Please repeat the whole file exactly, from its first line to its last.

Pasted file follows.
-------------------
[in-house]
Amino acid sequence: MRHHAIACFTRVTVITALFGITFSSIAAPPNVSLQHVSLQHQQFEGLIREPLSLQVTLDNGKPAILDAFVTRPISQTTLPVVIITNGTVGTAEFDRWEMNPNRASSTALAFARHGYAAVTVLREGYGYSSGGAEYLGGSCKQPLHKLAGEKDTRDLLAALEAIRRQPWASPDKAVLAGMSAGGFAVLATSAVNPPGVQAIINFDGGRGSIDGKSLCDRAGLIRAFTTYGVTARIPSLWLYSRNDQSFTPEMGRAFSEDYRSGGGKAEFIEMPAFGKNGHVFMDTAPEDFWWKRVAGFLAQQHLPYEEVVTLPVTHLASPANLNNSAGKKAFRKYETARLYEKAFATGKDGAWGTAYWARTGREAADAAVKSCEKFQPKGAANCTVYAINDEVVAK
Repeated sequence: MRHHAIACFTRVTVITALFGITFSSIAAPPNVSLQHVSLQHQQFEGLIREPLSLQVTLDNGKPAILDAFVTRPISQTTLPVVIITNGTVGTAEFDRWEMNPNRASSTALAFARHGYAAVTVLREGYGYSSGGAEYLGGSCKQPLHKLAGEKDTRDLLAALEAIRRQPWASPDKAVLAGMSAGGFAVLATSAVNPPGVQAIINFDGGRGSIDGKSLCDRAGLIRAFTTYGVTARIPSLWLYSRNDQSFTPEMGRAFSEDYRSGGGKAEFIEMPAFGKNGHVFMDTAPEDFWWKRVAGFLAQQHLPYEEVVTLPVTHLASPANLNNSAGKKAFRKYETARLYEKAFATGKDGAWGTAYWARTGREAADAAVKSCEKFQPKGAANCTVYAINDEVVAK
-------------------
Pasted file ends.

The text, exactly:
[in-house]
Amino acid sequence: MRHHAIACFTRVTVITALFGITFSSIAAPPNVSLQHVSLQHQQFEGLIREPLSLQVTLDNGKPAILDAFVTRPISQTTLPVVIITNGTVGTAEFDRWEMNPNRASSTALAFARHGYAAVTVLREGYGYSSGGAEYLGGSCKQPLHKLAGEKDTRDLLAALEAIRRQPWASPDKAVLAGMSAGGFAVLATSAVNPPGVQAIINFDGGRGSIDGKSLCDRAGLIRAFTTYGVTARIPSLWLYSRNDQSFTPEMGRAFSEDYRSGGGKAEFIEMPAFGKNGHVFMDTAPEDFWWKRVAGFLAQQHLPYEEVVTLPVTHLASPANLNNSAGKKAFRKYETARLYEKAFATGKDGAWGTAYWARTGREAADAAVKSCEKFQPKGAANCTVYAINDEVVAK
Repeated sequence: MRHHAIACFTRVTVITALFGITFSSIAAPPNVSLQHVSLQHQQFEGLIREPLSLQVTLDNGKPAILDAFVTRPISQTTLPVVIITNGTVGTAEFDRWEMNPNRASSTALAFARHGYAAVTVLREGYGYSSGGAEYLGGSCKQPLHKLAGEKDTRDLLAALEAIRRQPWASPDKAVLAGMSAGGFAVLATSAVNPPGVQAIINFDGGRGSIDGKSLCDRAGLIRAFTTYGVTARIPSLWLYSRNDQSFTPEMGRAFSEDYRSGGGKAEFIEMPAFGKNGHVFMDTAPEDFWWKRVAGFLAQQHLPYEEVVTLPVTHLASPANLNNSAGKKAFRKYETARLYEKAFATGKDGAWGTAYWARTGREAADAAVKSCEKFQPKGAANCTVYAINDEVVAK